Confession was not restricted to the confessional anymore.  It was a continued relationship. It is in this light that Don Bosco's quote made great sense to me:
Want to be saints?  Here's the secret: Confession is the lock; the confidence in the confessor is the key.  This is how you open heaven's gates. 
Confession is the lock.  Confidence in the confessor is the key!  My earliest experience of shame and fear and guilt were replaced by a sense of love and comfort.  Mostly thanks to some of my confessors, especially Fr Lens. With him, I was at home. I did not have to be different.  I did not have to sift and mince words.  There was no fear or shame.  He knew me well enough that there was no need of a confession at all; but me confessing was me taking responsibility for my growth and him assuring his - and God's - continued support!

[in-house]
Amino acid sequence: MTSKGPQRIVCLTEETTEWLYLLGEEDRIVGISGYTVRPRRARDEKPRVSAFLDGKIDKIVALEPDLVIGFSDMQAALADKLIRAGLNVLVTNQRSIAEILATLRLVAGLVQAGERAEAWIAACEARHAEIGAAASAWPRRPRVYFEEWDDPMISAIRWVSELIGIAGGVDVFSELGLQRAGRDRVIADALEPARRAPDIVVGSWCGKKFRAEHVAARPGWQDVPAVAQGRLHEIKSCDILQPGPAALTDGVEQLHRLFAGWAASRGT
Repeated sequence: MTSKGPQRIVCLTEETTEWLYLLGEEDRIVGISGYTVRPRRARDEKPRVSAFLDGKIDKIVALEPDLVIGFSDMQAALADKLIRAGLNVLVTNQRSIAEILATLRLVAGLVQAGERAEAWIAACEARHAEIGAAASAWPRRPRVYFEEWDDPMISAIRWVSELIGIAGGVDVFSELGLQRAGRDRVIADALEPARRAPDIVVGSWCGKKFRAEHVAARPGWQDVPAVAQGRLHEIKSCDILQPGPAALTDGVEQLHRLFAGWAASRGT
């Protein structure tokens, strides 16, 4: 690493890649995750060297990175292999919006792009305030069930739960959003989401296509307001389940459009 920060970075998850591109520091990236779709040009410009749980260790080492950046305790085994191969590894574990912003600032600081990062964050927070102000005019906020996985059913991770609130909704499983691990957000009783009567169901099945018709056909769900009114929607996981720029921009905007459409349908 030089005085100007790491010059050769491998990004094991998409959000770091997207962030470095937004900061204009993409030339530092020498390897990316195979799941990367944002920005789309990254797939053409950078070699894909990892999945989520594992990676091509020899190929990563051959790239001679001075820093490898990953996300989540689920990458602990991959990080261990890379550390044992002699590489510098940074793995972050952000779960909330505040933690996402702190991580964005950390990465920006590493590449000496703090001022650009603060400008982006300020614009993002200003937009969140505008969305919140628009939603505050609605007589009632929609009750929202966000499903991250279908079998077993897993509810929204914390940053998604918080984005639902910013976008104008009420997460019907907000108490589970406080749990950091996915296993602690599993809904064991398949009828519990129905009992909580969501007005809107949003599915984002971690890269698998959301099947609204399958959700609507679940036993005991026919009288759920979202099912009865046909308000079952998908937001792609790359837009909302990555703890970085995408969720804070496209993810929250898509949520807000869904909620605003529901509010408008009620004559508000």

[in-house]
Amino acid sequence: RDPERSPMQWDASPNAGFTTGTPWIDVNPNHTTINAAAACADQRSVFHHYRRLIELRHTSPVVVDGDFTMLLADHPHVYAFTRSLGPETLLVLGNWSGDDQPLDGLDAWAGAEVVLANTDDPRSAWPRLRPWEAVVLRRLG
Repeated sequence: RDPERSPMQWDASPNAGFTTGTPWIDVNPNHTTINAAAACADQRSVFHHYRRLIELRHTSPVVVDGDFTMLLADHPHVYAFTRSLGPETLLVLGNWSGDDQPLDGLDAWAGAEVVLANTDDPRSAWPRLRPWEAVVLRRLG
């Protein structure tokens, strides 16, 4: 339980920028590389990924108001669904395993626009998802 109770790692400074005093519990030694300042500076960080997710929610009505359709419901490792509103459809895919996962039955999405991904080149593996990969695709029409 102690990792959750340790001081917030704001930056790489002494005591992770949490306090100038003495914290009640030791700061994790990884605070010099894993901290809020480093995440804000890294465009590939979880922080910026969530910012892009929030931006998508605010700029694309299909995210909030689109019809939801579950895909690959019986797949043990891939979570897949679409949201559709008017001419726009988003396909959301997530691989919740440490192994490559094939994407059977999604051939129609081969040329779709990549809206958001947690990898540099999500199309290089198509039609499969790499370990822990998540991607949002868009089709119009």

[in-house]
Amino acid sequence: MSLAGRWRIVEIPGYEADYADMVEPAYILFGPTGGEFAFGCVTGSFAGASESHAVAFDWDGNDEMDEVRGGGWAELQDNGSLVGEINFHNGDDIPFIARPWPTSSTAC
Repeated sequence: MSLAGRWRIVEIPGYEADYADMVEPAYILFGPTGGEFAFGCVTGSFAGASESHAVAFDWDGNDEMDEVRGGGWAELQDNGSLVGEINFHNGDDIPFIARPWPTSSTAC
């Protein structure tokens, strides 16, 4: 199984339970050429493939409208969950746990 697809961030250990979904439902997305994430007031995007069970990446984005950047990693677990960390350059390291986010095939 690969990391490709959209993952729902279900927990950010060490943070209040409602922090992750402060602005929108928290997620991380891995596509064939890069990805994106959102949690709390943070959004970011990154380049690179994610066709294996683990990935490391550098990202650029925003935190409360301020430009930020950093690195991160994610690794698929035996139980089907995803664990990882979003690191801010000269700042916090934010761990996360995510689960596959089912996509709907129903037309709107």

As I was putting down these thoughts for the talk, it then occurred to me why Don Rua felt greatly pained when in 1908, the Vatican forbid the Rector to be the regular confessor of inmates.  I always thought he should have felt happy that he could focus more on being with the boys rather than being confined to the confessional.  But like Don Bosco, he had grown so intimately with his boys that not being with them in the confessional was like cutting out one important portion of their lives.  I realized how difficult it would have been for his boys!  That is not recorded anywhere!  In my years in the formation commission, I had neatly collapsed the distinct roles of the rector, as best non-compatible.  But I also understood my predicament why there should be such a fuss about Rector also being the confessor (and final authority on voting).  If I've been open to him, in and out of the confessional, I should have nothing to fear.  And if it in confidence that I have opened up to him, then I am also convinced that what he says and does is for my own good - even if it meant him asking me to pack up and go home!  Of course, in all of this the person of the rector or confessor does make a huge difference!